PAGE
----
Spacing Out

I shared an elevator earlier this week with an older woman who was visibly flustered.

“The parking here! It’s horrible!”

Yes, I agreed, it’s never good on weekdays in Downtown Albany. I suggested she use a nearby garage next time; it’s a longer walk, but much less of a hassle.

The parking downtown stinks, and that’s why this caught my eye:

Park(ing) Day
Yay, a mini dog park!

These folks are part of an event called Park(ing) Day sponsored by Parks & Trails New York. The idea is to raise awareness of the need for open space, and the way they’re doing it is setting up temporary “parks” in actual parking spaces. In a press release they say it’s “an excellent way to remind ourselves of the importance of having natural areas that are accessible to everyone.”

Well, that’s certainly interesting  — and I do get it — but it has to be one of the most poorly thought out things I’ve ever seen.

There was a fellow standing nearby when I took the picture above.

“What do you think of this?”

“Oh, it’s pretty cool!”

“How would you feel if you couldn’t find a parking space?”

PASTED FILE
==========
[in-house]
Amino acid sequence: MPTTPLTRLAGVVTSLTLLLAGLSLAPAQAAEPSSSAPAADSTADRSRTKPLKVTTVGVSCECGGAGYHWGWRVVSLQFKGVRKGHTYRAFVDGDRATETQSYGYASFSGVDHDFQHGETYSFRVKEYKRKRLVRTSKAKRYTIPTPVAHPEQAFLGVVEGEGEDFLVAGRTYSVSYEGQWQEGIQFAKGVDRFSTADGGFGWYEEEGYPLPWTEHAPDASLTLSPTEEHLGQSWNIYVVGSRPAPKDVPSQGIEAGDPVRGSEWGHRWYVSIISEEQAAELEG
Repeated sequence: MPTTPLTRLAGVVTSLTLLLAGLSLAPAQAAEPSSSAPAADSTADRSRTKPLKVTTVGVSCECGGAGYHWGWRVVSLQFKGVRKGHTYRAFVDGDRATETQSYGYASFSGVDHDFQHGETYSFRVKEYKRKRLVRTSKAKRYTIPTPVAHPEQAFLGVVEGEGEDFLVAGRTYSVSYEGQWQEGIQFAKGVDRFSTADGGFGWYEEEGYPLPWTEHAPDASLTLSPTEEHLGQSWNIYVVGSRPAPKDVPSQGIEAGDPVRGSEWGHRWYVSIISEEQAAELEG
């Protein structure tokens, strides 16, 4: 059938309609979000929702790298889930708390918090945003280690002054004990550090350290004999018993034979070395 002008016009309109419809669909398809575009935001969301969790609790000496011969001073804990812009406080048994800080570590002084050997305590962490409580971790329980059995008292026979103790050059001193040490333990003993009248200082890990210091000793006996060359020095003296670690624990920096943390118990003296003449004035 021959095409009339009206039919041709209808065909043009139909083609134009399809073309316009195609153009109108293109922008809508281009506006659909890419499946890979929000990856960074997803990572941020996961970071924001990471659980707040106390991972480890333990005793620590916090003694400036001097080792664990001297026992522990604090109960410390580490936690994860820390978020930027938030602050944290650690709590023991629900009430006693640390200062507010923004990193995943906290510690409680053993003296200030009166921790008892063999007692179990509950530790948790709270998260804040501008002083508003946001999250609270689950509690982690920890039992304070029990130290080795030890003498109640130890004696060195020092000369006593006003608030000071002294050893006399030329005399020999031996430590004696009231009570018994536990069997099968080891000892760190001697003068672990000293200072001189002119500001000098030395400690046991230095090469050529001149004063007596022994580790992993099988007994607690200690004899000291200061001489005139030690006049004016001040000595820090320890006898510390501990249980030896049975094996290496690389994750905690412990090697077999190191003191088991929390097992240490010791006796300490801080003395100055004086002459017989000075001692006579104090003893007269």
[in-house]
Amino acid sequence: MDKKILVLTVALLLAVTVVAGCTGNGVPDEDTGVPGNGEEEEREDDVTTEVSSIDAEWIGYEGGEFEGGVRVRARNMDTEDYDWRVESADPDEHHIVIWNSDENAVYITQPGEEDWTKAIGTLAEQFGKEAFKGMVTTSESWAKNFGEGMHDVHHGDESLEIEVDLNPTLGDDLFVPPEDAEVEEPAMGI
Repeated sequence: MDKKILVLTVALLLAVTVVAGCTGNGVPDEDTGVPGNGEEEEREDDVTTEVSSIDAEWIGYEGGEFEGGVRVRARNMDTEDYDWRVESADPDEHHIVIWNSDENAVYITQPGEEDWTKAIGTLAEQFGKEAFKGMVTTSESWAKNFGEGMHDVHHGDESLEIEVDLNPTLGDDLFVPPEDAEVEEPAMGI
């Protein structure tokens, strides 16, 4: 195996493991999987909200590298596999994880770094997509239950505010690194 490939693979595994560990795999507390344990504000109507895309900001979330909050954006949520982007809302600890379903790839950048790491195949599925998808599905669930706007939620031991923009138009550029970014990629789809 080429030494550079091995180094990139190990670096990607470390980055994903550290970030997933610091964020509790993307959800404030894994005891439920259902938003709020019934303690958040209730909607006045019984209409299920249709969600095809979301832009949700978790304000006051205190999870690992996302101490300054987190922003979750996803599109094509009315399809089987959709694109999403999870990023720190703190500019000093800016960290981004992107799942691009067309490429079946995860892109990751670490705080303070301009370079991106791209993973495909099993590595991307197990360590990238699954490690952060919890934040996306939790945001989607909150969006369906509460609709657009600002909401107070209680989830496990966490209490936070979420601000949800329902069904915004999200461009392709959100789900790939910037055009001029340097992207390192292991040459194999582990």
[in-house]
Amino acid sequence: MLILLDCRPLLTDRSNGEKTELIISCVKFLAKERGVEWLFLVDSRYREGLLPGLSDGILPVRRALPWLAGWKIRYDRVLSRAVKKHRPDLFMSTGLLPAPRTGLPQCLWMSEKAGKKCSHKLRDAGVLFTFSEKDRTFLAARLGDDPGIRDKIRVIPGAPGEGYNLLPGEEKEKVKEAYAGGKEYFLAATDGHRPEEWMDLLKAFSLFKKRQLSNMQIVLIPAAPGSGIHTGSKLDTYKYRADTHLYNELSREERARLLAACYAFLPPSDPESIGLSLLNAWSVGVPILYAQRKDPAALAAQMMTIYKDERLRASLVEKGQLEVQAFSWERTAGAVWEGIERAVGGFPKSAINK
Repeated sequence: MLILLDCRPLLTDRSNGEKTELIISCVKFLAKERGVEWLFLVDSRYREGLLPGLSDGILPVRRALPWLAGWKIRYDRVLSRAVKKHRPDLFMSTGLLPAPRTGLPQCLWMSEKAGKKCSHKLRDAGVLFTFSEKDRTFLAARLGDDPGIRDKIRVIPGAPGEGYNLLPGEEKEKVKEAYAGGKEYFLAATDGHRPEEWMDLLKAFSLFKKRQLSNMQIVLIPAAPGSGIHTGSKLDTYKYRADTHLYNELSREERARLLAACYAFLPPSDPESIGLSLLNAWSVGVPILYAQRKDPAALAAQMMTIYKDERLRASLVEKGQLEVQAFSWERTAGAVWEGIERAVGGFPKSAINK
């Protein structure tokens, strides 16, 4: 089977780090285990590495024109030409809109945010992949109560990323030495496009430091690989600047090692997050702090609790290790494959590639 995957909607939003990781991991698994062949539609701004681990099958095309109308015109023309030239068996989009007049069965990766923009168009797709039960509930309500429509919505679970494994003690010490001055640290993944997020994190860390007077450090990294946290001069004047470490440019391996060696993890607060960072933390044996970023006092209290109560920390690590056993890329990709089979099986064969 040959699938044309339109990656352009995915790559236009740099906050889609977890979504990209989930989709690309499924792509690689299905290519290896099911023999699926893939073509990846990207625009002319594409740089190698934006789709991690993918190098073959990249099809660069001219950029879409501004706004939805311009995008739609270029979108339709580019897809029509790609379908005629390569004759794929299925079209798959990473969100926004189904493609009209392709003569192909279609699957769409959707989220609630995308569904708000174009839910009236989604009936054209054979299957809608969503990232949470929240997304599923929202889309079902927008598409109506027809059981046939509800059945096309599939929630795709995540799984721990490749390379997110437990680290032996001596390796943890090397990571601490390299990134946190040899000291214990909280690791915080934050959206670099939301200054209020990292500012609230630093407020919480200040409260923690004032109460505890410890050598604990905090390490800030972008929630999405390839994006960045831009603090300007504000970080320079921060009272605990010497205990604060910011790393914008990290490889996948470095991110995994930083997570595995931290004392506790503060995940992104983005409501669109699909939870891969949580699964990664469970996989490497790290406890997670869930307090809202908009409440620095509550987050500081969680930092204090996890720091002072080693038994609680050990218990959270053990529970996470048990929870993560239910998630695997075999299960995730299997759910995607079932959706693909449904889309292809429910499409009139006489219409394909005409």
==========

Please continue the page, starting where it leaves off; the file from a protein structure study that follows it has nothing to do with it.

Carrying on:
“Haha.. I guess I’d be pretty pissed!”

Look, nobody can argue against green space, but within a mile of that parking spot are the Corning Preserve, Washington Park, Lincoln Park and half a dozen smaller urban parks.

Maybe inconveniencing people is a good way to make your point. Albany seems to think so, because the city and Downtown BID are among the event’s sponsors. Me? I’m not sure that the elderly woman  who couldn’t find a parking space would agree.

5 thoughts on “Spacing Out

  1. While the local effort may not have focused on this, a major goal of the international PARK(ing) day movement is to highlight what an enormous amount of urban space that is allotted to cars could be better used. So yeah, taking space from cars is sort of the point. Parking in cities is SUPPOSED to suck; density and walkability make cities vibrant.

  2. Net effect is that two cars went and parked on a grassy spot somewhere else. Parking can neither be created nor destroyed. It only changes form.

    1. I’m not sure how parking spaces along a street eat up space. What are we going to do, have wider sidewalks?

      Now, if you told me we’re going to permanently close a few streets in Albany to cars and create pedestrian malls and plazas, I might be in favor of that.

      1. That’s a good idea . . . . we could name it, oh, let’s say, The Plaza of the Empire State!! Maybe knock down the rest of the Center Square, drive out the undesirable hipsters and bohos and their coffee and burrito bars, throw in some modern sculpture, maybe a tower with a shed on top of it to give it some curb appeal. You know, you just might be on to something here!!!

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